Posts tagged horse personalities

Quick Tips On Your Horse’s Personality Type

“A horse is a horse, of course, of course…,” Mr. Ed sang for his theme song, but did he fit the average horse mold? Not on your life!

Horses have as diverse personalities as we humans do, and being able to identify them can really help you find your horse-match made in Heaven. One ingenious personality typing system, devised by equine veterinarian, Dr. Madalyn Ward, can be studied in her book, Horse Harmony – Understanding Horse Types & Temperaments. And you can test your horse (and yourself) for free on her site in order to see if the two of you are a good match. Dr. Ward’s system is based on ancient Traditional Chinese Medicine, which breaks down constitutional types into 11 different groups, each of which is unique in terms of what kind of nutrition, activity, training/learning methods, etc. suit it best.

Intrigued? Here are a few quick clues on identifying the personality type that best fits your horse. These are excerpted from Dr. Ward’s most recent newsletter, with permission. If you like what you see here, visit the site, take the test, and, better yet, buy the book to read about your horse’s type in depth.

Horse Temperament: 11 Quirks for 11 Types
We list 11 quirks below, one associated with each horse temperament type. Scan through the list and see if any of these quirks rings a bell. This will help you determine your horse’s temperament type, especially if you are straddling the fence between two types!
Fire: Often rolls the tongue or flaps the lips, especially when younger or under stress.
Earth: When happy, often gives a contented sigh and carries an air of calm and peace.
Water: When balanced, has the keen look of the eagle and is one of the most regal-looking types.
Metal: Thrilled to do his job as soon as he learns it. Does a trademark grimace with his mouth when he can’t figure out his job.
Wood: Loves to break things. If every gate, post, and horse toy on your place is busted or bent, you’re horse is a Wood!
Shao Yang (Fire/Wood): Dislikes being touched, especially on the feet or toward the hind end.
Jue Yin (Wood/Fire): Causes trouble in a playful way … loves to mess with you!
Tai Yang (Water/Fire): Exuberant and loves to move … the happier he is, the faster he moves, ears pricked and exuberant! Why walk when you can trot? Why trot when you can canter?
Shao Yin (Fire/Water): The most affectionate type, likely to nudge you, loving, innocent.
Yang Ming (Metal/Earth): Willing to please, not very spontaneous (will give lots of warning before bucking or shying or causing trouble).
Tai Yin (Earth/Metal): Very dedicated to one person, to the point of happily doing just about anything for the person they love, even if the task is difficult. Will perform for others, but not eagerly.
Horse Temperament: Quirks Ring a Bell?
Hopefully the above list of quirks will help you more easily determine your horse’s temperament type. Sometimes it’s the little things that our horses do that make them stand out as one horse temperament type or another.

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Do You Have The Wrong Horse . . . For YOU?

Leslie's Daughter, Maddie, and Clyde

Don’t get me “wrong” here. No horse is innately wrong. No more than you or I are innately wrong. I’m just using the word “wrong” to ascertain whether you and your horse are a good match or not. If not, it’s nobody’s fault, certainly not your horse’s.

It is sad but true. Stupendous numbers of us horse-lovers, myself included, have bought or taken in horses with whom we are absolutely, positively ill-matched. And I do mean horribly ill-matched. And these ill-fated pairings end up with no one being happy. The person can’t do what they’d like to do with their horse (i.e. they never attain their goal of dressage, or jumping, or whatever it may have been); the horse ends up as a pasture potato.

Today I did a session for a woman and her new horse that I hope will be inspirational to any of you reading this who find yourselves part of an ill-matched pair with your horse.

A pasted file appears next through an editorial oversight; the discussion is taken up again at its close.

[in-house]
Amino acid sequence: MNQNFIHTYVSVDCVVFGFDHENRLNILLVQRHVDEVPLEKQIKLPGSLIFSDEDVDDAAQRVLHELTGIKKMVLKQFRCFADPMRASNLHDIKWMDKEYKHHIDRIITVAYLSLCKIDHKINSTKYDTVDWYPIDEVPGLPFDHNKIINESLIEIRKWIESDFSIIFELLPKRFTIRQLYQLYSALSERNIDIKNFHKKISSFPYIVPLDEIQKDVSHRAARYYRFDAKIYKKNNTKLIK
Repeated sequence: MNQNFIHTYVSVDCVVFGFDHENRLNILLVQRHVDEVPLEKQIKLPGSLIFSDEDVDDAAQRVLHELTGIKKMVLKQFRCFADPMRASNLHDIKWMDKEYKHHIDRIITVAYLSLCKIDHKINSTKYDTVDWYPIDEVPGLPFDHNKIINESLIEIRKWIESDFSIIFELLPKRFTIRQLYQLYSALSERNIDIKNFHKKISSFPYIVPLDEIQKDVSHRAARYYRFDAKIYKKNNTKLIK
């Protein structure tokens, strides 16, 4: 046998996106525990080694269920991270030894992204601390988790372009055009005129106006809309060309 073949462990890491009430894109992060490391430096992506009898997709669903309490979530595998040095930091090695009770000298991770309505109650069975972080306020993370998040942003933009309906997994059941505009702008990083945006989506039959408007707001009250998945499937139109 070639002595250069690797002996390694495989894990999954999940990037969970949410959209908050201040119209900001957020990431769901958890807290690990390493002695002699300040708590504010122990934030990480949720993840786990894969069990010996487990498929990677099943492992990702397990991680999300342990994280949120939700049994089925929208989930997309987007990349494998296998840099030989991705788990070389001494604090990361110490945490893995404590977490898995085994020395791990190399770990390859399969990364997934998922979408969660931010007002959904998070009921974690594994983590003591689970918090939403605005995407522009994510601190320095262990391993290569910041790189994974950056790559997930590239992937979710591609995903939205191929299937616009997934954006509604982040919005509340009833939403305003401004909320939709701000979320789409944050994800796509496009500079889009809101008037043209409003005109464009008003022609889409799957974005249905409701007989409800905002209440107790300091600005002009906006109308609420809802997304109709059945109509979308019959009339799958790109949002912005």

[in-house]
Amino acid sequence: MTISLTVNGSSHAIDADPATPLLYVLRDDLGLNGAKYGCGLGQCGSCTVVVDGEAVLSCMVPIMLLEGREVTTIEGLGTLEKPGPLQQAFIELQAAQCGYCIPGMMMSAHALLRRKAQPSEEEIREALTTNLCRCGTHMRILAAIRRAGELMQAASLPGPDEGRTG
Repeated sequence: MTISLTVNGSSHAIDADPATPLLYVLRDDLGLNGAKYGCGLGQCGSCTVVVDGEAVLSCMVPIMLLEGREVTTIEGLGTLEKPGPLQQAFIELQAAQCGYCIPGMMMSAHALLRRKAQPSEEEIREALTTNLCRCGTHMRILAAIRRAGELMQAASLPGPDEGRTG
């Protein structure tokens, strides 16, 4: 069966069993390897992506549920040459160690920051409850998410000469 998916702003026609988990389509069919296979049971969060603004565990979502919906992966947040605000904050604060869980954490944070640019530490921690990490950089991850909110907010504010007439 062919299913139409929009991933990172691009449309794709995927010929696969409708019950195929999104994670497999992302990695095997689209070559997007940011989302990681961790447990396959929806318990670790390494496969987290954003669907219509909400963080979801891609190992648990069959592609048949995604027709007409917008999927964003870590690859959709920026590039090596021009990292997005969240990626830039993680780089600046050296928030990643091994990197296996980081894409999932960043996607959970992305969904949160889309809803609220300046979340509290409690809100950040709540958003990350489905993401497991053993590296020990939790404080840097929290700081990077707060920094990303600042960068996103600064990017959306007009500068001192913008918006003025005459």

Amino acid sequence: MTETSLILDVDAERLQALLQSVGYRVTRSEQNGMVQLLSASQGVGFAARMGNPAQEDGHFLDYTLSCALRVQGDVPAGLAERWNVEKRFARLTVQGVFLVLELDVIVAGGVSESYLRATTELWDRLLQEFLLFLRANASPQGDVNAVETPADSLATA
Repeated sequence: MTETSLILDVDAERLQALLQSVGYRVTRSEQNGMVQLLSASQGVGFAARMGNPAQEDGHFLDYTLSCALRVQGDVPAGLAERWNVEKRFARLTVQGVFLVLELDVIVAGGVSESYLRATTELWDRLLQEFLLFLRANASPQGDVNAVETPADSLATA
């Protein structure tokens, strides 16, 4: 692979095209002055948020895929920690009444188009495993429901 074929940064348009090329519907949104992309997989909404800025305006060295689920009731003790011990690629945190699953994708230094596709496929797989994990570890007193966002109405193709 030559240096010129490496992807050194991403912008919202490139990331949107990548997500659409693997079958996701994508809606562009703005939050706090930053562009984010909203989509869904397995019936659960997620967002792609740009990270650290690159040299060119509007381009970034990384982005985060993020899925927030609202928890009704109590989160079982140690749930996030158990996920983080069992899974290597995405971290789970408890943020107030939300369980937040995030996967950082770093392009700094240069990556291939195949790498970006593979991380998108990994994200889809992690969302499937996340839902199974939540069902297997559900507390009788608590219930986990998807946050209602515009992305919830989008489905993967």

Leslie bought 7-year-old Clyde just two months ago.  She admits now that when she first met him she was not drawn to him and felt no bond with him at all (and wishes now that she had listened to that). But he had a lot going for him, a great track record in his work (Rodeo! Oh dear!), and was very sweet and docile when she brought him home. He had just come off a 3-day cutting competition, had a slight injury, and was probably dead tired, so his docility doesn’t surprise me.

Clyde very quickly turned into a bored and biting demon.

What Leslie wanted in a horse was a best buddy, a loving companion, a partner who could help her improve her riding skills. What she got was a frustrated equine workaholic who, finding himself living alone in a stall and small paddock situation, was not about to return her hugs. He showed her this by constantly invading her space, nipping at her, and, finally, biting her in the back while she was grooming him. Ouch!

I know from experience how much that must have hurt Leslie’s feelings, and how much she hoped and wished that this relationship would become what she envisioned. But she was smart enough to realize early on that Clyde was unhappy . . . which of course made her unhappy too. My hat is off to Leslie that she followed her intuition about this and sought help and input at such an early stage — she contacted an animal communicator (me, in this case) to find out what Clyde really wanted and how he felt about his situation.

You can imagine the response. Clyde confirmed all her instincts: yes, he was horribly bored; he had not really bonded with Leslie; he did not want to be coddled; he wanted to work hard, really hard, every day; he needed to be back “on the ranch” or where there was lots of room and with other horses, etc., etc. AND, regarding his biting, he actually said:

“Just tell her to knock me silly and yell at me!! I dare her!!”

This guy wanted to respect Leslie, and apparently her “knocking him silly” would help.

The bottom line:  Leslie is going to find Clyde the home and work he wants and deserves. And she will find herself another horse who has a totally different personality. She feels badly because she expected him to change — and in fact changed his name, which he hated — but she shouldn’t. She’s done so right by him . . . and no doubt learned a lot about her own needs, so it’s a win-win outcome here. And Clyde? Clyde was SO excited when we told him that she was going to get him back into a working environment with a strong leader who could care less if he ever cuddled with her!

So I urge you. Follow Leslie’s lead. It’s not easy. But if you’ve got the wrong horse . . . for you . . . gut it up and make a change. It will be best in the long run for both of you. As Clyde would say: “I dare you!”


One way to get a handle on your horse’s personality type, and your own — and thereby tell whether you are a good match — is to go take the personality tests at Dr. Madalyn Ward’s Horse Harmony website. And read up on the different personality types. It’s fascinating stuff and SO helpful!